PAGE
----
Extending the ASC to cover public bodies is something that the campaign organisation Better Deal for Animals strongly argued for in 2019. It stands to reason that the Animal Sentience Committee should be able to consider whether a public body that regularly has an impact on animals has taken welfare into account in its decision making, which is why I have tabled amendment 4. Let us take Natural England as an example of why the amendment is important. When Natural England decides on contentious issues such as licensing the shooting of game birds, the welfare of those birds as sentient beings should be a factor in its consideration. The amendment would ensure that the ASC is able to scrutinise whether the welfare of the game birds has been taken into consideration. The Minister will see that the wording of amendment 4 is intended to be helpful. It gives a year for the Minister to provide the timetable for the extension of the committee’s scope to other public bodies, so there is time to prepare.

Finally, I want to say a word about the British Veterinary Association. In advance of this morning’s sitting, I read the BVA’s policy statement on the recognition of animals as sentient beings with great interest. It says:

“Recognising animals as sentient beings provides the basis for our moral concern for the welfare of animals. Animals are living beings with the capacity to have feelings, including pain and pleasure, so they should be legally protected. This is an important issue for the veterinary profession.”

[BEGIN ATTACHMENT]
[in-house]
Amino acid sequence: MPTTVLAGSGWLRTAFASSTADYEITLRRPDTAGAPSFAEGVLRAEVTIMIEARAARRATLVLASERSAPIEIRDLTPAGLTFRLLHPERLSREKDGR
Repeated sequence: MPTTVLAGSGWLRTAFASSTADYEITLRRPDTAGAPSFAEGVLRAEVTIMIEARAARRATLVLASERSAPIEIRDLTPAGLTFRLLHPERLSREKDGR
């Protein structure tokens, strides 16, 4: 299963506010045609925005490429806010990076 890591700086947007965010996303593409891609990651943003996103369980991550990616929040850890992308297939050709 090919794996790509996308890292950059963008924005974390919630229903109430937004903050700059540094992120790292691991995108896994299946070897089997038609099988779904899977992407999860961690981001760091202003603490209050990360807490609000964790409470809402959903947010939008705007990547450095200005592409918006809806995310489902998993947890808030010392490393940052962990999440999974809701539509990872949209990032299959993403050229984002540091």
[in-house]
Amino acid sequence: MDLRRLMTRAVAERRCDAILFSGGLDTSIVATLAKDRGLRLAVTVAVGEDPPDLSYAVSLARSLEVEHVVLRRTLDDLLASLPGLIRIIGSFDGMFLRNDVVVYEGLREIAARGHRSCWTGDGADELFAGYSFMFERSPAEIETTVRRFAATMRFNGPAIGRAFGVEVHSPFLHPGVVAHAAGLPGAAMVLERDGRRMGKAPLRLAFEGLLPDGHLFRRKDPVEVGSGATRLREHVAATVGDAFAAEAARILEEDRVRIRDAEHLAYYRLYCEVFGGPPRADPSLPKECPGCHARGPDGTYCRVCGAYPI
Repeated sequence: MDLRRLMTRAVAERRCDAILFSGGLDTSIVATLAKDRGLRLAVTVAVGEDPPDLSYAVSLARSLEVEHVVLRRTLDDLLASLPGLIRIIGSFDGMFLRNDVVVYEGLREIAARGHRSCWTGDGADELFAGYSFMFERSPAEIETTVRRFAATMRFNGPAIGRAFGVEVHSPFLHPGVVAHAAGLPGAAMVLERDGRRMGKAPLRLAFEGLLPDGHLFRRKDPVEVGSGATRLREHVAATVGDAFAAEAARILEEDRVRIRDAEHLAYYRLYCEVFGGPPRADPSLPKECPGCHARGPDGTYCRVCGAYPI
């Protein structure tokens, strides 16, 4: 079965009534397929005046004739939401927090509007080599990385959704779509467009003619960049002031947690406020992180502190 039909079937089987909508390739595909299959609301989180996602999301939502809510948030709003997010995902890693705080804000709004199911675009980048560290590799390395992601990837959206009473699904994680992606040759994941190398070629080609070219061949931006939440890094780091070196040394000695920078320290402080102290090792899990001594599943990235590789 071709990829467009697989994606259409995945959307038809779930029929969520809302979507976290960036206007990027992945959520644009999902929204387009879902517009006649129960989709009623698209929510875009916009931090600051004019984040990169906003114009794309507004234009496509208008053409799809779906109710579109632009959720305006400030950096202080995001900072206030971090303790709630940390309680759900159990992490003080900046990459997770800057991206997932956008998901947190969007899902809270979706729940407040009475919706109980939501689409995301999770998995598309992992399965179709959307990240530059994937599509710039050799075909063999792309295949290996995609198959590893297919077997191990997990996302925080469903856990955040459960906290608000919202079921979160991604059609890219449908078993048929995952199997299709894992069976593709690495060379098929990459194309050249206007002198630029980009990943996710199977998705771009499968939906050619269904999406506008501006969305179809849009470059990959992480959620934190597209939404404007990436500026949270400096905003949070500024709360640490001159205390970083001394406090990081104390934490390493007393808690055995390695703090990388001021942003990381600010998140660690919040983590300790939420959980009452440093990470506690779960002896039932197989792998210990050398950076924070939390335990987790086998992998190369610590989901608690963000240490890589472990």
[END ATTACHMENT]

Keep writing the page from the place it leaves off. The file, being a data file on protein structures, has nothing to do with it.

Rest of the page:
The statement continues:

“BVA supports placing a duty to consider animal welfare on public authorities when formulating and implementing policies in line with the duty that exists within Article 13 of the TFEU. This duty should be inclusive of wild animals, animals used in laboratories, sport and recreation, farm animals, Equidae, companion animals, and animals kept as part of zoological collections. This duty on public authorities would complement the duties placed on individuals by the UK’s Animal Welfare Acts.”

The BVA is correct, and the amendment will give effect to its thoughts and those of many campaigners who welcome the Bill and want to see it strengthened. We would be giving effect to our collective moral concern for animals, and I urge the Minister and all her colleagues to support the amendment.

Photo of Jo Churchill Jo Churchill The Parliamentary Under-Secretary of State for Environment, Food and Rural Affairs 12:15, 10 February 2022

I thank the hon. Member for Newport West for her co-operation; I know that she is merely trying to assist. At this point, I would like to associate myself with her comments on Her Majesty the Queen.

I am grateful for the opportunity to discuss the Animal Sentience Committee’s scope and public bodies, because we gave a great deal of consideration to both the scope and appropriateness. We expect the committee to focus on Government policy decisions that could have a significant impact on animal welfare. As we have previously indicated, that is expected to be in the region of six individual policy decisions per year. Given the breadth of government, the committee will need to be selective in what it scrutinises. It is unlikely that these kinds of decisions will be made outside ministerial Departments, because the vast majority of policy decisions with a significant bearing on animal welfare will be made within the Departments themselves.